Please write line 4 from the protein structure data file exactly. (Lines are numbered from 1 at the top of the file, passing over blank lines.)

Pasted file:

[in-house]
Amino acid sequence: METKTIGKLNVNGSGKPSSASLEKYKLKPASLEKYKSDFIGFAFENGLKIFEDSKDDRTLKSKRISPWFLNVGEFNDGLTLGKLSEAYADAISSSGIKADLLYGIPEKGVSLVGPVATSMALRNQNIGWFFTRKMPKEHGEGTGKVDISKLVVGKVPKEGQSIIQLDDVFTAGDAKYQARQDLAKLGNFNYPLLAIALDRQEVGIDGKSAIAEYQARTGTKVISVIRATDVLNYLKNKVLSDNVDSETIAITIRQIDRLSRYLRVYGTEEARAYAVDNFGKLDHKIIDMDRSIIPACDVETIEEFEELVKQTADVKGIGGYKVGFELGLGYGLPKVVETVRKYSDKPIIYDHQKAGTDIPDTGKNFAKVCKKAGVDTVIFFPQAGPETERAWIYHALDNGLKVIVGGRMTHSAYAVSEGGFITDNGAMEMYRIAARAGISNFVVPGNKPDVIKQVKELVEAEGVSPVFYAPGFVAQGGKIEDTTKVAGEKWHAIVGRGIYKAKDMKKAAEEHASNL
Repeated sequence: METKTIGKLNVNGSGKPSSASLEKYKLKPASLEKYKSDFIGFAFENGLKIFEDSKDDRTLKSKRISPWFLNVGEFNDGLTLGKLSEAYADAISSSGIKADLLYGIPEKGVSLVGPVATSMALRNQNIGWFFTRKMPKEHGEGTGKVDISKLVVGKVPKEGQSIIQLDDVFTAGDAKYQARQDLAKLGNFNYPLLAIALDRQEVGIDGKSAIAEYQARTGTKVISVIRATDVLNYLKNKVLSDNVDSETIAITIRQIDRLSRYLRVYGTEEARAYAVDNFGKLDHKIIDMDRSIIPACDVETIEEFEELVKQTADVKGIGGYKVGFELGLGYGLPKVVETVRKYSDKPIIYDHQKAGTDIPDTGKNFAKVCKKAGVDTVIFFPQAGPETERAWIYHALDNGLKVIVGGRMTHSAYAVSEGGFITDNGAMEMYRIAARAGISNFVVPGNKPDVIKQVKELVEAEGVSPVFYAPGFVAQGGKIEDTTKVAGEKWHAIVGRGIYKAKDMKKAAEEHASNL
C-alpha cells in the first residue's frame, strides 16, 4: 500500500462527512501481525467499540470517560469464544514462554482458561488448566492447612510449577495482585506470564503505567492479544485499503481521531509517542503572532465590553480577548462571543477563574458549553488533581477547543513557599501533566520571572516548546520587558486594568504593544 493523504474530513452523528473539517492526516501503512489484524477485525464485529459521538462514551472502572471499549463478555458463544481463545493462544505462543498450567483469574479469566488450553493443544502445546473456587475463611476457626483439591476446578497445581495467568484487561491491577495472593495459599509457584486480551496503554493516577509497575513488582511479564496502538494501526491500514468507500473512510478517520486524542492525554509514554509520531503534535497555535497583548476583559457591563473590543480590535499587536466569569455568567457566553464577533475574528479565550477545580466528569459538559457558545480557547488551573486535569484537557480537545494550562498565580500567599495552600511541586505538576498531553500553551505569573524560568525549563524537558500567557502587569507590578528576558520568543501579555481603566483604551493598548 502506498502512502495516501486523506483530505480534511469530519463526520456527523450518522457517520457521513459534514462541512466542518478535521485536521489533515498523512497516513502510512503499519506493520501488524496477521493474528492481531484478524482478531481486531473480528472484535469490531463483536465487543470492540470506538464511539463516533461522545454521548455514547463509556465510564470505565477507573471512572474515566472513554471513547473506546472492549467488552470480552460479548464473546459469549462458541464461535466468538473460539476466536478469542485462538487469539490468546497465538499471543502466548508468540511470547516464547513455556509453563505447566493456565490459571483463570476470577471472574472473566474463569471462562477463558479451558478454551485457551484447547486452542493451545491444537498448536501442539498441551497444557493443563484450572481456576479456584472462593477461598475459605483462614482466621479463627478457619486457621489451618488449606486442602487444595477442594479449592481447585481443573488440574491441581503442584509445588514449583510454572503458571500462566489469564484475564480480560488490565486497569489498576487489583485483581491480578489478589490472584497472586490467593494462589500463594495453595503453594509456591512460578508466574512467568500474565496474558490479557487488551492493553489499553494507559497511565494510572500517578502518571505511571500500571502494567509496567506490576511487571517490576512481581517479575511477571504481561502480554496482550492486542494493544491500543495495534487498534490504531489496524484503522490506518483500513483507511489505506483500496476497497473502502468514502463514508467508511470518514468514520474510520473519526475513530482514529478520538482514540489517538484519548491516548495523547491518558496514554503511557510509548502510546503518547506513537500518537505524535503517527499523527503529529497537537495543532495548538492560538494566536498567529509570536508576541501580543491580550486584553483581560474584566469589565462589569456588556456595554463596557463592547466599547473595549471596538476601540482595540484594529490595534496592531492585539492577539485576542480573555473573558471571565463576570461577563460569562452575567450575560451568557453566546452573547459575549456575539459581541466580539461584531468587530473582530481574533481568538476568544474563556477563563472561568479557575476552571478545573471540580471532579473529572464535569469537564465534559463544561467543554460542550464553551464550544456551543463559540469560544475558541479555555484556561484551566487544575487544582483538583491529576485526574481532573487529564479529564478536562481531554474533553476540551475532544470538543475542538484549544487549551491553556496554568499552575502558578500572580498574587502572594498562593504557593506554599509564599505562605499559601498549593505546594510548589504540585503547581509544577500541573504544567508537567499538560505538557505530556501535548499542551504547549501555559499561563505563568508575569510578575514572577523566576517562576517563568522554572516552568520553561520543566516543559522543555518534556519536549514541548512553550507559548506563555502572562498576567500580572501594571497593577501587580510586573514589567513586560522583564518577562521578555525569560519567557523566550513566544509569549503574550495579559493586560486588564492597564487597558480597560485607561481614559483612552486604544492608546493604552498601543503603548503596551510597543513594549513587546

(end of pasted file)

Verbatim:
C-alpha cells in the first residue's frame, strides 16, 4: 500500500462527512501481525467499540470517560469464544514462554482458561488448566492447612510449577495482585506470564503505567492479544485499503481521531509517542503572532465590553480577548462571543477563574458549553488533581477547543513557599501533566520571572516548546520587558486594568504593544 493523504474530513452523528473539517492526516501503512489484524477485525464485529459521538462514551472502572471499549463478555458463544481463545493462544505462543498450567483469574479469566488450553493443544502445546473456587475463611476457626483439591476446578497445581495467568484487561491491577495472593495459599509457584486480551496503554493516577509497575513488582511479564496502538494501526491500514468507500473512510478517520486524542492525554509514554509520531503534535497555535497583548476583559457591563473590543480590535499587536466569569455568567457566553464577533475574528479565550477545580466528569459538559457558545480557547488551573486535569484537557480537545494550562498565580500567599495552600511541586505538576498531553500553551505569573524560568525549563524537558500567557502587569507590578528576558520568543501579555481603566483604551493598548 502506498502512502495516501486523506483530505480534511469530519463526520456527523450518522457517520457521513459534514462541512466542518478535521485536521489533515498523512497516513502510512503499519506493520501488524496477521493474528492481531484478524482478531481486531473480528472484535469490531463483536465487543470492540470506538464511539463516533461522545454521548455514547463509556465510564470505565477507573471512572474515566472513554471513547473506546472492549467488552470480552460479548464473546459469549462458541464461535466468538473460539476466536478469542485462538487469539490468546497465538499471543502466548508468540511470547516464547513455556509453563505447566493456565490459571483463570476470577471472574472473566474463569471462562477463558479451558478454551485457551484447547486452542493451545491444537498448536501442539498441551497444557493443563484450572481456576479456584472462593477461598475459605483462614482466621479463627478457619486457621489451618488449606486442602487444595477442594479449592481447585481443573488440574491441581503442584509445588514449583510454572503458571500462566489469564484475564480480560488490565486497569489498576487489583485483581491480578489478589490472584497472586490467593494462589500463594495453595503453594509456591512460578508466574512467568500474565496474558490479557487488551492493553489499553494507559497511565494510572500517578502518571505511571500500571502494567509496567506490576511487571517490576512481581517479575511477571504481561502480554496482550492486542494493544491500543495495534487498534490504531489496524484503522490506518483500513483507511489505506483500496476497497473502502468514502463514508467508511470518514468514520474510520473519526475513530482514529478520538482514540489517538484519548491516548495523547491518558496514554503511557510509548502510546503518547506513537500518537505524535503517527499523527503529529497537537495543532495548538492560538494566536498567529509570536508576541501580543491580550486584553483581560474584566469589565462589569456588556456595554463596557463592547466599547473595549471596538476601540482595540484594529490595534496592531492585539492577539485576542480573555473573558471571565463576570461577563460569562452575567450575560451568557453566546452573547459575549456575539459581541466580539461584531468587530473582530481574533481568538476568544474563556477563563472561568479557575476552571478545573471540580471532579473529572464535569469537564465534559463544561467543554460542550464553551464550544456551543463559540469560544475558541479555555484556561484551566487544575487544582483538583491529576485526574481532573487529564479529564478536562481531554474533553476540551475532544470538543475542538484549544487549551491553556496554568499552575502558578500572580498574587502572594498562593504557593506554599509564599505562605499559601498549593505546594510548589504540585503547581509544577500541573504544567508537567499538560505538557505530556501535548499542551504547549501555559499561563505563568508575569510578575514572577523566576517562576517563568522554572516552568520553561520543566516543559522543555518534556519536549514541548512553550507559548506563555502572562498576567500580572501594571497593577501587580510586573514589567513586560522583564518577562521578555525569560519567557523566550513566544509569549503574550495579559493586560486588564492597564487597558480597560485607561481614559483612552486604544492608546493604552498601543503603548503596551510597543513594549513587546